Whilst millions of consumers struggle unsuccessfully to make debt repayments, debt collection agencies are enjoying an unprecedented period of boom. Increasing levels of involuntary unemployment and excessive lending by financial institutions are largely behind the rising levels of loan default.
A decade ago figures show that the banks and debt collection agencies aren’t being more lenient with debtors. County Court Judgments (CCJ’s) in England and Wales have risen by 17.4% to 223,519 during the third quarter of 2008. The total interest paid on personal debt in the UK was a £76.2 billion in the last year.
Creditor Harassment and the Role of the Debt Collection Agency Following Loan Default
Once a credit agreement has been defaulted on, the lender will attempt to collect the debt. However, more difficult cases, where the debtor isn’t answering calls or has vanished, are likely to be sold on cheaply to a debt collection agency.
Uncollectable debts are written off against taxes and the debt is sold on to a debt collection agency. The majority of debt collection agencies are buying defaulted accounts for as little as 15% of the debt’s value, but they still attempt to collect the full loan value.
Using a Debt Management Plan to Prevent Creditor Harassment
A debt management plan involves making a payment to an intermediary who will disseminate the proceeds to creditors on a pro rata basis. Whilst a debt management plan is only a voluntary debt solution, creditor harassment from debt collection agencies will normally cease. This is because a debt collection agency is starting to recover some of the money used to buy the debt.
Legally Binding Debt Solutions and Debt Collection Agencies
A debt solution, such as going bankrupt, an Individual Voluntary Arrangement or a Debt Relief Order will prevent creditor harassment from debt collection agencies. Unlike a debt management plan, these are all legally binding debt solutions rendering any sort of creditor harassment illegal.
It is possible for someone to avoid creditors for six years and benefit from a debt write-off. However, it is best to tackle debts with a debt solution to prevent creditor harassment from a debt collection agency. Those that have or can borrow money from a family member may wish to offer debt collection agencies a full and final settlement.
Debt Relief Orders – Pros and Cons
The UK economy is in recession amid COVID-19 pandemic and many people have lost their jobs. Millions are struggling to pay unsecured debts. The Citizens Advice Bureau have reported that about half of it’s clients have no money left over to cover personal debts. Numerous low income families have financial difficulties and urgently seek a debt solution to write-off debt. Does a Debt Relief Order provide the answer?
What is a Debt Relief Order?
A Debt Relief Order is a plausible alternative to an Individual Voluntary Arrangement or going bankrupt. Instead of dealing with the Official Receiver, a debtor will work with an intermediary (a qualified debt advisor) who will help and guide them to a new debt-free life.
It only costs the debtor £100 to commence a Debt Relief Order. This low outlay makes it an affordable debt solution for low income families and provides an opportunity to become completely debt free in as little as 12 months. No creditor harassment can take place during a Debt Relief Order.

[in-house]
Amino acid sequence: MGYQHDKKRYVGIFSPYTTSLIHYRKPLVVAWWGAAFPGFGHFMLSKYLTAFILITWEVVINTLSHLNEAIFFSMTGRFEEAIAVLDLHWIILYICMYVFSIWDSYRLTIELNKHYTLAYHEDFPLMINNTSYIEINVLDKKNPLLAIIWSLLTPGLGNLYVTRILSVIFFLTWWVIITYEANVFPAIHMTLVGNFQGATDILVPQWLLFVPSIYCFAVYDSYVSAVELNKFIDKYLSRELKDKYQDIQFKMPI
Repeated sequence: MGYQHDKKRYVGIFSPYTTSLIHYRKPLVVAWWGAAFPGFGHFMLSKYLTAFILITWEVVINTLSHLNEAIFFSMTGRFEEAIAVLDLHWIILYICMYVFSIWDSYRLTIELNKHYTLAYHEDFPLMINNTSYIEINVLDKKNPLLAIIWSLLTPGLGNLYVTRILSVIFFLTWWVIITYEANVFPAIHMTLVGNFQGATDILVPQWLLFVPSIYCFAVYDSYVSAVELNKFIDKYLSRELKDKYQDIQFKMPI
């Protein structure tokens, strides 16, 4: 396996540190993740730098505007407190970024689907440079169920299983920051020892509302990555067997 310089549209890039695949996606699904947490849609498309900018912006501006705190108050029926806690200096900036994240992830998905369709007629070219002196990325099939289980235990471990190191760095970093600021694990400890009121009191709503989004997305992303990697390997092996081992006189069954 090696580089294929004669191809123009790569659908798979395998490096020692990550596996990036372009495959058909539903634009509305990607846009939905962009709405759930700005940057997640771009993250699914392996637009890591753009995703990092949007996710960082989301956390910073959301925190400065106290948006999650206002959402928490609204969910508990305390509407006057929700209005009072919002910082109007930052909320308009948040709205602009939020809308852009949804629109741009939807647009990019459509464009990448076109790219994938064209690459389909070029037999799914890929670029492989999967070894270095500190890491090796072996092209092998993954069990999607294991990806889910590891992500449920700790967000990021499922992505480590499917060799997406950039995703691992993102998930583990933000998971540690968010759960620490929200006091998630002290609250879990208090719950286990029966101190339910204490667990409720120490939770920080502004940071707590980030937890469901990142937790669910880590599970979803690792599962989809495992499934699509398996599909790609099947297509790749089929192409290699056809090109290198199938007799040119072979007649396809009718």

Advantages of Debt Relief Orders
- Write-off debt. All personal debt is written-off;
- Short term. A Debt Relief Order is completed after just 12 months;
- Prevents creditor harassment. Any form of creditor harassment is illegal once a Debt Relief Order has been entered;
- No monthly repayments. All Debt Relief Orders have a basic requirement that someone shouldn’t have more than £50 of disposable income. This means that debtors aren’t expected to contribute towards the agreement because they have no spare income available; Simplicity. An intermediary, rather than an Official Receiver, will deal with the case. This means that someone with financial difficulties has someone to consult and take care of the more complex aspects of a Debt Relief Order.
Disadvantages of Debt Relief Orders
- Bad Credit. A Debt Relief Order will result in bad credit being registered at all the major credit reference agencies. This will show on personal credit reports for a period of 6 years. However, many individuals that are struggling with personal debt problems and financial difficulties will already have bad credit;
- Access to credit. Those in a Debt Relief Order will have to inform potential creditors should they wish to borrow more than £500;
- Existing debt solutions. A debt relief order is not suitable for individuals that are undischarged bankrupts, have a Bankruptcy Restriction Order (BRO) or are already in an Individual Voluntary Arrangement;
- Only covers debts up to £15K. Tenants seeking to write-off debt above £15,000 will need to look into an alternative debt solution, such as going bankrupt;
- Unsuitable for home owners. A debtor’s assets must not exceed £300. A home owner with personal debts over £15,000 may wish to consider an alternative debt solution, such as an Individual Voluntary Arrangement or debt management plan;
- Windfall payments. Should a debtor win or inherit money, it is expected that this will form part of the Debt Relief Order;
- Insolvency register. A Debt Relief Order will appear on the publicly available government insolvency register. However, very few people will ever access this as it isn’t common knowledge;
- Once in a 6 year period. A Debt Relief Order can only be entered once in any six year period.
A Debt Relief Order is a perfect debt solution for those living in rented accommodation and have unsecured debts of under £15,000. It allows a person to write-off debt and become free of financial difficulties in just 12 months. However, it will result in a bad credit rating.